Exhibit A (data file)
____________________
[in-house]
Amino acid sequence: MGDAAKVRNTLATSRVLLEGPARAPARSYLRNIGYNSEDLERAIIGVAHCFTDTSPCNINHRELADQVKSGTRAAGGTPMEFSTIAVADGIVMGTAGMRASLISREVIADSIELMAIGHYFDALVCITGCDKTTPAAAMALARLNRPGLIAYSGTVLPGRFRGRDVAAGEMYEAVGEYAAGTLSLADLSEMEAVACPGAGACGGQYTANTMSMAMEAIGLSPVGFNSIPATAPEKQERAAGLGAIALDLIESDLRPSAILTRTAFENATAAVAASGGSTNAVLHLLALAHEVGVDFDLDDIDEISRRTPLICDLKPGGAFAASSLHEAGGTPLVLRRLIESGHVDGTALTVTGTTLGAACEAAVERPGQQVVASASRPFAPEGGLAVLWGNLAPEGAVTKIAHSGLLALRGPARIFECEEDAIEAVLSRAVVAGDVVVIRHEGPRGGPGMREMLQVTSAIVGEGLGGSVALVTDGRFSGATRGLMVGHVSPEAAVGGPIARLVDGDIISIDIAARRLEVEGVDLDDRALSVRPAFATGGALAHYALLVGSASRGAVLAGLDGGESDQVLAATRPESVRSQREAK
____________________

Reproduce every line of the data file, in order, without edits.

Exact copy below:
[in-house]
Amino acid sequence: MGDAAKVRNTLATSRVLLEGPARAPARSYLRNIGYNSEDLERAIIGVAHCFTDTSPCNINHRELADQVKSGTRAAGGTPMEFSTIAVADGIVMGTAGMRASLISREVIADSIELMAIGHYFDALVCITGCDKTTPAAAMALARLNRPGLIAYSGTVLPGRFRGRDVAAGEMYEAVGEYAAGTLSLADLSEMEAVACPGAGACGGQYTANTMSMAMEAIGLSPVGFNSIPATAPEKQERAAGLGAIALDLIESDLRPSAILTRTAFENATAAVAASGGSTNAVLHLLALAHEVGVDFDLDDIDEISRRTPLICDLKPGGAFAASSLHEAGGTPLVLRRLIESGHVDGTALTVTGTTLGAACEAAVERPGQQVVASASRPFAPEGGLAVLWGNLAPEGAVTKIAHSGLLALRGPARIFECEEDAIEAVLSRAVVAGDVVVIRHEGPRGGPGMREMLQVTSAIVGEGLGGSVALVTDGRFSGATRGLMVGHVSPEAAVGGPIARLVDGDIISIDIAARRLEVEGVDLDDRALSVRPAFATGGALAHYALLVGSASRGAVLAGLDGGESDQVLAATRPESVRSQREAK